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Times Higher Education Ranking Finds Growing Strengths

This year’s World University Rankings by Times Higher Education include only one Arab institution, the University of Marrakesh—an institution many academics outside Morocco may not have heard of—in a list of the world’s best 400 universities.

But the specialists who put together the list say they found growing strengths, especially in the Gulf region. Of the 900 universities analyzed for this year’s ranking, two Saudi institutions, King Fahd University of Petroleum and Minerals and King Saud University, were ranked in the 401- 450 band, at the front of the remaining universities that did not make it into the top 400.

Analysts placed a total of 12 institutions in the wider Middle East and North Africa (MENA) region in the top 400. In addition to the one university in an Arab country, Morocco, they came from Turkey, Israel and Iran.

A lack of resources and the turmoil rocking the region have hindered improvements in tertiary education in a number of countries. Nonetheless, “We’re seeing very encouraging signs,” said Phil Baty, editor of the Times Higher Education World University Rankings in an interview. “Arab universities want to compete globally.”

Baty pointed to recent steps to introduce benchmarking as a prime example of ongoing Arab improvements. Benchmarking is a less competitive approach than ranking to measure and compare university performance. Benchmarking, which the World Bank and other organizations support, has universities share data and work to meet goals they set themselves.

The Times Higher Education World University Rankings are published two weeks after the release of the QS World University Rankings, another leading British-based ranking. Both started in 2004 and originally cooperated until they separated in 2009.

Both tables attempt to compare performance in the core missions of research universities: research, teaching, knowledge transfer and internationalization. But they use different methodologies and achieve different results.  For example, QS does not include Marrakesh at all in its list of 863 top universities. There is still considerable overlap in the two tables. The QS list names King Fahd University of Petroleum & Minerals, American University of Beirut and King Saud University as the top three Arab institutions.

This is the 11th annual edition of both rankings. They appear to be having a big impact, as many universities adjust their practices in a desperate attempt to rise in the tables. But they have also come in for considerable criticism for basing their comparisons on narrow measures of higher-education performance. They ignore many institutions that may do an excellent job of training young people and meeting local needs, but that do little or no research.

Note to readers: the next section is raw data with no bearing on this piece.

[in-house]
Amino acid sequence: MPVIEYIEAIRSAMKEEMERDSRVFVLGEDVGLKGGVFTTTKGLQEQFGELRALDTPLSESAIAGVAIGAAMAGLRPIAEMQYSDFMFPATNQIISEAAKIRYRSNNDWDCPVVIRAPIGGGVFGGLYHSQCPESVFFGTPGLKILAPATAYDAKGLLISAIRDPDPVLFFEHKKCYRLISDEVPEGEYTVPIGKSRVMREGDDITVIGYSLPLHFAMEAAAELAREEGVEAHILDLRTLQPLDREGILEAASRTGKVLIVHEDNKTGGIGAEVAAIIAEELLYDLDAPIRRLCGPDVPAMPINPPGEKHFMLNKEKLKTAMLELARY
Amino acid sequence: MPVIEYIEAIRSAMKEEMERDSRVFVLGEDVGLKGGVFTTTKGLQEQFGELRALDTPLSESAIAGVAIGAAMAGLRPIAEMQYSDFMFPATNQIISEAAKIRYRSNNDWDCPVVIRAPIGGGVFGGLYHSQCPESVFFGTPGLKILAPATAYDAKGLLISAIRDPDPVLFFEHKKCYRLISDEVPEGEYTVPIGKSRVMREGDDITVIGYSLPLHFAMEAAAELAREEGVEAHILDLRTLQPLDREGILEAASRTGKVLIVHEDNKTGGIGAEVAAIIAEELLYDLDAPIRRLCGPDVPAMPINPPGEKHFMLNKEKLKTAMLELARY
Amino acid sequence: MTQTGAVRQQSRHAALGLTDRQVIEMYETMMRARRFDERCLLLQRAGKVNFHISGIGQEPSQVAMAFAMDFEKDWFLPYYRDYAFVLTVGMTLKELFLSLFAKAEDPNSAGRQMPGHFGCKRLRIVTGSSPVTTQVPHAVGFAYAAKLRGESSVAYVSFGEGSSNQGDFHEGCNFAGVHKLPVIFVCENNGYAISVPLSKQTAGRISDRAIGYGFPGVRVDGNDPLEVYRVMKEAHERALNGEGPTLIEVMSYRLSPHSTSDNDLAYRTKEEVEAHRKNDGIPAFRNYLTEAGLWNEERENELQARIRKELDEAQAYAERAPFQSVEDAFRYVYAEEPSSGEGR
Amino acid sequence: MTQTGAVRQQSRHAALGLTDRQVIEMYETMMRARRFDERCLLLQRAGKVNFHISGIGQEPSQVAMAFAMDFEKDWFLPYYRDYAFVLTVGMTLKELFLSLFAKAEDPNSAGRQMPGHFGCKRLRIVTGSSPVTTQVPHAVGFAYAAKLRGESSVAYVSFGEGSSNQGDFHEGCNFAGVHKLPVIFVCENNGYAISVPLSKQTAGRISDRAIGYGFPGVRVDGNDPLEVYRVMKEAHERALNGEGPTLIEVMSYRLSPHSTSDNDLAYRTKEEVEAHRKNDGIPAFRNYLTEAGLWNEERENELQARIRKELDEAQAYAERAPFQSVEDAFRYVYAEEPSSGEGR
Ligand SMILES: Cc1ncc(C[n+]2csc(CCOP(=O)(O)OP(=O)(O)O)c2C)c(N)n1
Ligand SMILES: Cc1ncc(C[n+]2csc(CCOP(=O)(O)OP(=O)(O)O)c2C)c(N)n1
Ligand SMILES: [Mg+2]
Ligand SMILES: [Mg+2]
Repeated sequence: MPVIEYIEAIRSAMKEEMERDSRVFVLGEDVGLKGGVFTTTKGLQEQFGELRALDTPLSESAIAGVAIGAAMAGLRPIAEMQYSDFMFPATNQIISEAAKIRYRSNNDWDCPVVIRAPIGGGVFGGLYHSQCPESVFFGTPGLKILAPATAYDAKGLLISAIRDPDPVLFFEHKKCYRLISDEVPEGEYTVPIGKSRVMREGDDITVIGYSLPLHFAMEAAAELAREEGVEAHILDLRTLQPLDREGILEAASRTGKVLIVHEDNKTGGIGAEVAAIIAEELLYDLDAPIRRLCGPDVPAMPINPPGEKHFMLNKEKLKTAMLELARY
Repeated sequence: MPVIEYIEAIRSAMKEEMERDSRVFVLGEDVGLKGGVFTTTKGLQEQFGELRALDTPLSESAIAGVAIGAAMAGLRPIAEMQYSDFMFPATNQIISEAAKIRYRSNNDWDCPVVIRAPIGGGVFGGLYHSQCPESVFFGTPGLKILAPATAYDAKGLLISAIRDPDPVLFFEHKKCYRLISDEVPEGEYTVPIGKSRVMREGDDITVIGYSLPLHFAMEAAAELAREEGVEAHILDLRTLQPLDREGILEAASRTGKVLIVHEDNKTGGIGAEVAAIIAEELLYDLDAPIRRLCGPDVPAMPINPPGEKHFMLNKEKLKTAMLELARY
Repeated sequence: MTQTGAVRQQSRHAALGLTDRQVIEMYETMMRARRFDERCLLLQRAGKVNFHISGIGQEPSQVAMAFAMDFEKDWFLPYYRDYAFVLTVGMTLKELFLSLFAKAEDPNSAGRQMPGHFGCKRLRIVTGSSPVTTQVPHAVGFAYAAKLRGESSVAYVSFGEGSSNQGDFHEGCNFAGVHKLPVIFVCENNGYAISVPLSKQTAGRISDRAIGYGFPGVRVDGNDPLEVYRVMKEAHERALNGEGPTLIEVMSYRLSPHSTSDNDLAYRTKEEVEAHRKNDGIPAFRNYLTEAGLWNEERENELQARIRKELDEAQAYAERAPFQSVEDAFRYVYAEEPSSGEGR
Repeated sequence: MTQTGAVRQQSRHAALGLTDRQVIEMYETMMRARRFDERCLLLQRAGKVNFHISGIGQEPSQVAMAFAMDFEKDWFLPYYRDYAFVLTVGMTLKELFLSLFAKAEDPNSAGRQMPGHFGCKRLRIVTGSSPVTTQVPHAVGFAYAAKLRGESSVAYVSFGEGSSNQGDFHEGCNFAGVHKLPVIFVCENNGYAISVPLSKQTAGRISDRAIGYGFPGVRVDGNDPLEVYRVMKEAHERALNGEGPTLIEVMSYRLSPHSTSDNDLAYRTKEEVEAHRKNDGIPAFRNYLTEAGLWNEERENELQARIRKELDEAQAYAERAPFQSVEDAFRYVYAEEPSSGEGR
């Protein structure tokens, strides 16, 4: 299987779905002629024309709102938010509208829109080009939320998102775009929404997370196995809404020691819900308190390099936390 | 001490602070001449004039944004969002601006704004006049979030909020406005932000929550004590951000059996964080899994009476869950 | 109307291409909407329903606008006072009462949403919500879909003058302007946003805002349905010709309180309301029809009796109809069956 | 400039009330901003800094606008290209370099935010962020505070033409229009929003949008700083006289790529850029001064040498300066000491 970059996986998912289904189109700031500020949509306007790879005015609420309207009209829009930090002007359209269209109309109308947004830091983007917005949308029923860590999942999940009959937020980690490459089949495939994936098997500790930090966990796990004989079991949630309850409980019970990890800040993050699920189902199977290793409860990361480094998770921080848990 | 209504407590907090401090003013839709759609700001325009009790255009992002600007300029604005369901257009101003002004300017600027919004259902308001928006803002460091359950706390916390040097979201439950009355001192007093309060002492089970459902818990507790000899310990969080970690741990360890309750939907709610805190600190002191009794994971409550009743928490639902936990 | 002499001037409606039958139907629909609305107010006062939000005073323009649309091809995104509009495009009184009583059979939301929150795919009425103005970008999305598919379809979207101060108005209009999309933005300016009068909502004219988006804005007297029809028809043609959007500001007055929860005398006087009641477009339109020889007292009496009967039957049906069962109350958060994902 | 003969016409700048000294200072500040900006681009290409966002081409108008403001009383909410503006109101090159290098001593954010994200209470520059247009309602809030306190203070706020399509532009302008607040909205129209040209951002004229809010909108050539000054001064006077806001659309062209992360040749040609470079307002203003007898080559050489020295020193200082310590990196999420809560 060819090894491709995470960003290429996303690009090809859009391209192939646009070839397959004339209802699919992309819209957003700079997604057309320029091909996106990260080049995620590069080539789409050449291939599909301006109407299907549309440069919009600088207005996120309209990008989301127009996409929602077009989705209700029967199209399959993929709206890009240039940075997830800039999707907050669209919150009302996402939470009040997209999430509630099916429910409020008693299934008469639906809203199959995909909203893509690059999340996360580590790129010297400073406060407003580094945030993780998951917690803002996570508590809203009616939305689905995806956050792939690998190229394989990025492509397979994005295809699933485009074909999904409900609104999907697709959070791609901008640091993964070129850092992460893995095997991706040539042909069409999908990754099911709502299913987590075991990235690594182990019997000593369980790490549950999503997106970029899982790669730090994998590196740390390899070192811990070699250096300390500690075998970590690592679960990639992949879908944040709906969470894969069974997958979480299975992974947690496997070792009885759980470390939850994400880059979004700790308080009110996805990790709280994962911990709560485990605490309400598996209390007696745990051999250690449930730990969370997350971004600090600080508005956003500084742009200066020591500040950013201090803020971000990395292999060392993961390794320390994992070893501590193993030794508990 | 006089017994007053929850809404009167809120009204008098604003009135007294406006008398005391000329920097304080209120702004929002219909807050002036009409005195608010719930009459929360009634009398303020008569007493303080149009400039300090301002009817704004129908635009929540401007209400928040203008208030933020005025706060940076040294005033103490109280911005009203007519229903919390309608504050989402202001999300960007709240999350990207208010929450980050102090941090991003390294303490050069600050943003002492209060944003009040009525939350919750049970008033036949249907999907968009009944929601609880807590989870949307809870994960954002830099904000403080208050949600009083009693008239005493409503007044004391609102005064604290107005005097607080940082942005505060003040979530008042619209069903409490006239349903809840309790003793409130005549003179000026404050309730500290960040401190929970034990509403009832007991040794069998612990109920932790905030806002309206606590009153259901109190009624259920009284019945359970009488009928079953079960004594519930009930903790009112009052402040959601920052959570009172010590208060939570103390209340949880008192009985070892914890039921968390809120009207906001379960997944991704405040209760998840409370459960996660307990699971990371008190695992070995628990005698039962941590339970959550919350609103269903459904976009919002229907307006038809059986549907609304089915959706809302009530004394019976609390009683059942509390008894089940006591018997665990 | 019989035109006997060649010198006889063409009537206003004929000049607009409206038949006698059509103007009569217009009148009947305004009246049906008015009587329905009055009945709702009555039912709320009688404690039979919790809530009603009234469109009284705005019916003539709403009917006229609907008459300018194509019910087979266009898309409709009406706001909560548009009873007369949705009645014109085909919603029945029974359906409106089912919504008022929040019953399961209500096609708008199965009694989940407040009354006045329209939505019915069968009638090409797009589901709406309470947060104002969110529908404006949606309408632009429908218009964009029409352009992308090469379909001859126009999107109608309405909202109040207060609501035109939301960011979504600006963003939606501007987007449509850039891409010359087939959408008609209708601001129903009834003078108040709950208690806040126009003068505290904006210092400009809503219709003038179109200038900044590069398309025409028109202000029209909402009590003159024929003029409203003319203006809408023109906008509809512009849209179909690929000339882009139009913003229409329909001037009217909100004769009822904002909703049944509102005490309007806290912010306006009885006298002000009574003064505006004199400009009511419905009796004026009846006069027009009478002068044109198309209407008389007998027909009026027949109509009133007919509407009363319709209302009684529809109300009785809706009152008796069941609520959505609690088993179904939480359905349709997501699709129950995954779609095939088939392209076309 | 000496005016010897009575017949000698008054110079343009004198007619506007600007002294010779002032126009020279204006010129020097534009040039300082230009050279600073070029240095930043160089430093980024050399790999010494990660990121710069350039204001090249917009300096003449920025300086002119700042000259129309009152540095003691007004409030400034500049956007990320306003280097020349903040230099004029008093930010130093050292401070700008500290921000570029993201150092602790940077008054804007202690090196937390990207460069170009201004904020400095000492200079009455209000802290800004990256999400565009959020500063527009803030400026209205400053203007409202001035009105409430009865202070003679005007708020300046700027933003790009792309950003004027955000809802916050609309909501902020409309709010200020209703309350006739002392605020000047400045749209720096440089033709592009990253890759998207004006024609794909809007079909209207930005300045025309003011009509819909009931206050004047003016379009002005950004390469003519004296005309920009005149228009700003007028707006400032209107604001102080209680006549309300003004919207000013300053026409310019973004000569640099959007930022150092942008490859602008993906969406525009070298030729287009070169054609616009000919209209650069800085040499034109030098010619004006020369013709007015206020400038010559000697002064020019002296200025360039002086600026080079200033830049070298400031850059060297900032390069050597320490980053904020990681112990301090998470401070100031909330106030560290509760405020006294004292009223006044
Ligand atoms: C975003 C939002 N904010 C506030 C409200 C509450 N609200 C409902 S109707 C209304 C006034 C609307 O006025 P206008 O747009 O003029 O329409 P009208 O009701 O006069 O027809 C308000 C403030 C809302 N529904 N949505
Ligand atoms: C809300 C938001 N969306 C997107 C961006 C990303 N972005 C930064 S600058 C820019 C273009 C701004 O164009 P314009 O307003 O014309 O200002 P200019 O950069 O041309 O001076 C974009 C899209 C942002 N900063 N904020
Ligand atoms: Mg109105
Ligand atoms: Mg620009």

When governments focus on the rankings of their nation’s universities the results are not always positive. National authorities “sometimes devote their money to a few institutions and neglect many others,” said Francisco Marmolejo, tertiary education coordinator at the World Bank, in an interview. “I’m afraid many institutions in the MENA region may be left out even if they are doing a great job and providing great services.”

The latest Times Higher Education list for the first time includes Marrakesh, also known as Cadi Ayyad University.  It placed in 334th place, in large part due to its high score in the impact of its research.

“They don’t seem to have a very strong reputation,” said Baty, “but the hard data shows they are having an impact.”

Lacking strong reputations is a problem facing institutions across the Arab world. The region is something of a “black hole,” says Baty. The issue will be addressed in the Times Higher Education MENA universities summit scheduled for February 23 -24, 2015 in Doha, Qatar and co-hosted by Qatar University.

The conference, to be attended by a number of university presidents and senior higher education officials from the Arab countries, will feature discussion of proposals to improve data collection and measurement of the management and performance of the region’s universities. These metrics, which are often lacking, would include such basic data as the number of fulltime faculty members, an institution’s total budget, the numbers of foreign students and faculty members and graduation and employment outcomes.

In addition, said Baty, there will be discussion about finding “indicators that are more relevant to local conditions.” These could focus on an institution’s local economic and social impacts.

The strongest performing Middle Eastern country in this year’s Times Higher Education rankings is not an Arab country, but Turkey. In announcing this year’s list, Times Higher Education said, “Turkey had an outstanding year, increasing its representation in the top 200 from one university last year to four, thanks to extremely strong scores for research impact. The Middle East Technical University moved into 85th position to lead Turkey.”


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